As we announced last week, lidar data for the whole Lake Tahoe basin are now available via OpenTopography. Over the past week this dataset has seen a quite a bit of traffic, with over 160 jobs run (10+ billion points processed) by more than 50 unique users. However, our experience indicates that a large number of people just want to look at these data, and processing point cloud data to DEMs is clearly not the most efficient way to go about this. So, as I've done in the past for many of the larger datasets OpenTopography hosts, I ran the whole Tahoe Basin dataset through a routine to generate lidar derived imagery (hillshades and "slopeshade" images) that can be viewed in Google Earth. The resulting KMZ file can now be downloaded via our Lidar Derived Imagery in Google Earth page.
The file provides access to four layers of imagery, all at half meter pixel resolution: 45 and 315 degree sun angle hillshades of the hydro enforced bare earth grid, a slopeshade of the hydro bare earth grid, and a 315 degree sun angle hillshade of the highest hit (vegetation, buildings etc) surface. See images below for an illustration of the four imagery layers.
Once you download and open the KMZ file in Google Earth, the imagery is streamed from OpenTopography servers at San Diego Supercomputer Center to the Google Earth client for viewing. This is a large dataset (~14 GB of imagery) so initial display of the imagery can be sluggish, especially if your internet connection is not great. As you browse the data Google Earth fills its cache, and browsing speeds should pick up.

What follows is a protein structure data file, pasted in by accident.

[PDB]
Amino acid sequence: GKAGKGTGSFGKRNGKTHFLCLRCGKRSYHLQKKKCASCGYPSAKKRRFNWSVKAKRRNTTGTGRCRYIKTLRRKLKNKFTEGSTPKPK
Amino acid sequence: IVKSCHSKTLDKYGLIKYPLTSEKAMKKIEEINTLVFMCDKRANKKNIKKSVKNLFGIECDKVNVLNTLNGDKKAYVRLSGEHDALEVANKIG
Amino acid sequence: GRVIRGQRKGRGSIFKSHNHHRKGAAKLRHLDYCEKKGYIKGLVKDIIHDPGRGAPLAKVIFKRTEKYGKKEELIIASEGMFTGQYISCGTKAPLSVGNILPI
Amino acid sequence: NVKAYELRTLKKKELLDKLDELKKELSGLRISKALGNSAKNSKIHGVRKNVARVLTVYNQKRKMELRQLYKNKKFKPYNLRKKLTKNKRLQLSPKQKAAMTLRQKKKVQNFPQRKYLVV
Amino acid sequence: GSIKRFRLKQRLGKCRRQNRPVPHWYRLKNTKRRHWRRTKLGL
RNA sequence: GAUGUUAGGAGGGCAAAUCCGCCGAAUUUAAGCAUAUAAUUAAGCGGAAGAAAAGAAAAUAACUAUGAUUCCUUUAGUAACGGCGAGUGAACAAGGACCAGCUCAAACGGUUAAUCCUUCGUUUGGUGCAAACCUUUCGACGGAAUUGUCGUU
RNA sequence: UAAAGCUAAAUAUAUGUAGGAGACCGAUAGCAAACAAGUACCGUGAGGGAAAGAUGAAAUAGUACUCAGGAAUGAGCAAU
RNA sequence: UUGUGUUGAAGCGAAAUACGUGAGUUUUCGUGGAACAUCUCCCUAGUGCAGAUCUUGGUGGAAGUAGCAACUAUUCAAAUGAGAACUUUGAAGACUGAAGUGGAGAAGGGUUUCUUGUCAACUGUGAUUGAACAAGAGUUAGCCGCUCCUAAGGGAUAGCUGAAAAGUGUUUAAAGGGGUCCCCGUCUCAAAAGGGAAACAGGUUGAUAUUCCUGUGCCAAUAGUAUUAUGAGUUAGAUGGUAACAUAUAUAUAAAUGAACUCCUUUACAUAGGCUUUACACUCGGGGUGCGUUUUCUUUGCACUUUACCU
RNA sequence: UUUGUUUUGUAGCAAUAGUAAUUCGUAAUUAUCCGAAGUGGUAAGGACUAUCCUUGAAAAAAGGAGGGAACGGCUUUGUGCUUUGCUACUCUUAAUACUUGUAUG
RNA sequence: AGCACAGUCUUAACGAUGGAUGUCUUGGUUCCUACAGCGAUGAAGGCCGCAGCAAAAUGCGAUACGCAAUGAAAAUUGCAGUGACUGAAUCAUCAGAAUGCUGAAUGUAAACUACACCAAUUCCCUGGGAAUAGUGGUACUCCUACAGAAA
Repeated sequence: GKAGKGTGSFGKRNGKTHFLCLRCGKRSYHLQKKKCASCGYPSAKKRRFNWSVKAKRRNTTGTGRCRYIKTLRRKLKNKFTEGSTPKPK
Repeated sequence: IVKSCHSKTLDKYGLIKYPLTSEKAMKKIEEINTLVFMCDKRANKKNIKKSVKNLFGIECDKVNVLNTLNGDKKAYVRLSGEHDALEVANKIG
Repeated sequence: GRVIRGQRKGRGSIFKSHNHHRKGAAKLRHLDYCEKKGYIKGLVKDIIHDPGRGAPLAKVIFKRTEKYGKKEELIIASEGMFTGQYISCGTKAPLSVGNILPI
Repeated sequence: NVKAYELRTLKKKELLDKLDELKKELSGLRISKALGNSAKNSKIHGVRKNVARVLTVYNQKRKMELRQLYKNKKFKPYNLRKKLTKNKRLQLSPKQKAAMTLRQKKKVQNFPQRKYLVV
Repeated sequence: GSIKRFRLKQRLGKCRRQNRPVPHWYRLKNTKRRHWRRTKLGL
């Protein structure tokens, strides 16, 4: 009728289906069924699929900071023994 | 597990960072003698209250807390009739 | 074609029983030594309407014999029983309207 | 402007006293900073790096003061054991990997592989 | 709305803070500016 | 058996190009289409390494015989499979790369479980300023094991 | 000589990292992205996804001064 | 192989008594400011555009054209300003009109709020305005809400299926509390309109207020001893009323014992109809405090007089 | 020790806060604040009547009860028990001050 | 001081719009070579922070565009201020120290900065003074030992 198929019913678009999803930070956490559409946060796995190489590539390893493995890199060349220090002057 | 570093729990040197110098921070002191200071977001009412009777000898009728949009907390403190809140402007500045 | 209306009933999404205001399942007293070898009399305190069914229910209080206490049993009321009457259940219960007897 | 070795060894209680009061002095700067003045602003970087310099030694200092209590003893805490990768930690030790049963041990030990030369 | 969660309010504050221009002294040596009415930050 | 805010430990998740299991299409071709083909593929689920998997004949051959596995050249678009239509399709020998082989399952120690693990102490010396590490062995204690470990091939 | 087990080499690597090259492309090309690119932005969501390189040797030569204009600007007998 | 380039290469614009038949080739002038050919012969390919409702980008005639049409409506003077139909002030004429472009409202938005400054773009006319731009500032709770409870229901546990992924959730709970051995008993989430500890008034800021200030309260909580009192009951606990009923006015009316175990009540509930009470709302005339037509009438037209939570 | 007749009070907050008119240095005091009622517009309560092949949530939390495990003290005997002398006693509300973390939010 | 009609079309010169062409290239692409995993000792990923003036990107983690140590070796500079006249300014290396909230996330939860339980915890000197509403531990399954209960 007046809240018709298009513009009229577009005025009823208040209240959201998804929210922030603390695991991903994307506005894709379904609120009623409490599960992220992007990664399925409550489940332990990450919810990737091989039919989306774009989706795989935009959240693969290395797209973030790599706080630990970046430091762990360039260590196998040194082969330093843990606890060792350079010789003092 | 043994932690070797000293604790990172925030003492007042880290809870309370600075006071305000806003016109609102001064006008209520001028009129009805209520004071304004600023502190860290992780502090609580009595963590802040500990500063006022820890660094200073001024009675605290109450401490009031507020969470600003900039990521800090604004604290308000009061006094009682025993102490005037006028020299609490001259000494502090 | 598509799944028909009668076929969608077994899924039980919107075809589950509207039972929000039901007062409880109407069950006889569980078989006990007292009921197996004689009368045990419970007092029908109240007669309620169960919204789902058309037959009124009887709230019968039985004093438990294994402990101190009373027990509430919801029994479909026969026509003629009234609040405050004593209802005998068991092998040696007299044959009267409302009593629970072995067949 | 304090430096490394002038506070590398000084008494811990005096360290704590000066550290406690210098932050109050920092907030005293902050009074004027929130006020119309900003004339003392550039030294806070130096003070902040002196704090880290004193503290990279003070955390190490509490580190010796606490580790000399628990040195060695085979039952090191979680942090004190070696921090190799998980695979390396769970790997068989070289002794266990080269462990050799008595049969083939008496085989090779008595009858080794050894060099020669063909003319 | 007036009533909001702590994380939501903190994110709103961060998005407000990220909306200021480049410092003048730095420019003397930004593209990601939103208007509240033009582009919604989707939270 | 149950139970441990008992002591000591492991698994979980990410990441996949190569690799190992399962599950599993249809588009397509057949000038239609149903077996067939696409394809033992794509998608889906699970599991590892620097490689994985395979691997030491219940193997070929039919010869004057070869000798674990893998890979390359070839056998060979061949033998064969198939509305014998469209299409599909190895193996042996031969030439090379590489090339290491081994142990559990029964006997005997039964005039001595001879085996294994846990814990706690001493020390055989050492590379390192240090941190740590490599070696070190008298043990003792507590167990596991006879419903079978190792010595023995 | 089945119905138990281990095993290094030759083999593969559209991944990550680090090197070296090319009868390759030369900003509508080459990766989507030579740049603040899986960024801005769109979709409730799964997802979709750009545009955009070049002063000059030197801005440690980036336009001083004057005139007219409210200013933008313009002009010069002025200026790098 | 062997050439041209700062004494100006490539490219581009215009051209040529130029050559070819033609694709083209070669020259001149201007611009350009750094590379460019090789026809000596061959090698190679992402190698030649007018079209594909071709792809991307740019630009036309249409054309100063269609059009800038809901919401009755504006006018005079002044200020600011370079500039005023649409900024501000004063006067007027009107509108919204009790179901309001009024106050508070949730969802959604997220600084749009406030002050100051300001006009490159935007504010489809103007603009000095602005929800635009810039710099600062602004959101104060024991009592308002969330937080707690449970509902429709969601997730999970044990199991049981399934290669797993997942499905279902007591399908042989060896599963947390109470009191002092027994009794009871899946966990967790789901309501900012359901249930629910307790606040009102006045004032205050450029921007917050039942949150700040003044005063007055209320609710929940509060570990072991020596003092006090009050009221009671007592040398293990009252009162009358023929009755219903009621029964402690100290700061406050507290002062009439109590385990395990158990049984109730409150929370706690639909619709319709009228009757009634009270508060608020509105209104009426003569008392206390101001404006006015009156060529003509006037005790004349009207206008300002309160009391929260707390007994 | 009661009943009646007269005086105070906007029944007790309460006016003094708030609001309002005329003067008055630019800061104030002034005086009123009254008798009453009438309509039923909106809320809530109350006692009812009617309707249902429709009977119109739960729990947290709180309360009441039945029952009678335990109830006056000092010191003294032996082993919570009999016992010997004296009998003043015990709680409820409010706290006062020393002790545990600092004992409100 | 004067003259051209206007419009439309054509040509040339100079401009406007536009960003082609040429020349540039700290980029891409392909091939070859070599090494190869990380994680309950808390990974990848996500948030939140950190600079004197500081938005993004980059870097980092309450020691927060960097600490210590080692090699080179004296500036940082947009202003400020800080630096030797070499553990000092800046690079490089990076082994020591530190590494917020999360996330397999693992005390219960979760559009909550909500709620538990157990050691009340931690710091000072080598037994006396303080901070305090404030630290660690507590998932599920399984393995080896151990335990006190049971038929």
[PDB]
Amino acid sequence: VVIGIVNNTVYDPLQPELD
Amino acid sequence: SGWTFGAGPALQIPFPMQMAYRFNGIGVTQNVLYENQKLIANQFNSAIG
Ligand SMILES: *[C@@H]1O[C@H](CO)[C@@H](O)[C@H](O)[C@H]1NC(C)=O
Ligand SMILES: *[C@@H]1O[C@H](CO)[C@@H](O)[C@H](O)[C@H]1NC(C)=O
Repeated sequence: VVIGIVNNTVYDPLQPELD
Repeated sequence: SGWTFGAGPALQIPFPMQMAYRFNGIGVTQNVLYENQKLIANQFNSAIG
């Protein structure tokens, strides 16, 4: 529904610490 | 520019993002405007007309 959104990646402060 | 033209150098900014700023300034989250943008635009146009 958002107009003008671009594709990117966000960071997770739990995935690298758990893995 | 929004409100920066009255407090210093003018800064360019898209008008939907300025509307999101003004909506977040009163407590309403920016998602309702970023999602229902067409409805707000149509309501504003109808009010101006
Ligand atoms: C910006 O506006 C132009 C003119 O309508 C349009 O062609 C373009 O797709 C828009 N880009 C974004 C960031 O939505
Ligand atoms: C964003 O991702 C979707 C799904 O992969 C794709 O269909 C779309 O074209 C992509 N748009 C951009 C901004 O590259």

This set of imagery took somewhere in the neighborhood of 96 hours of time on my workstation to generate. But it is an excellent method for reducing an otherwise massive dataset down to something that is relatively easy for anyone with a computer, a network connection and Google Earth to access:
So, through this approach a 325 GB dataset is reduced to something small enough to be delivered dynamically across the network to users with a widely available, free, and familiar and intuitive client. It is important to note that the Google Earth imagery layers are not meant to be a substitute for going back to the actual elevation data to perform your scientific analysis; but for initial synoptic browsing, site selection, and education and outreach applications it is hard to beat the Google Earth approach.
Check out the images below, download the Tahoe Lidar Imagery KMZ file, and enjoy these amazing data.
But when viewed in the slopeshade lidar imagery, the trail is visible contouring 1600 feet above the lake shoreline clear as day:
For more information about the Lake Tahoe Basin Lidar Dataset, please see the initial OpenTopography news item HERE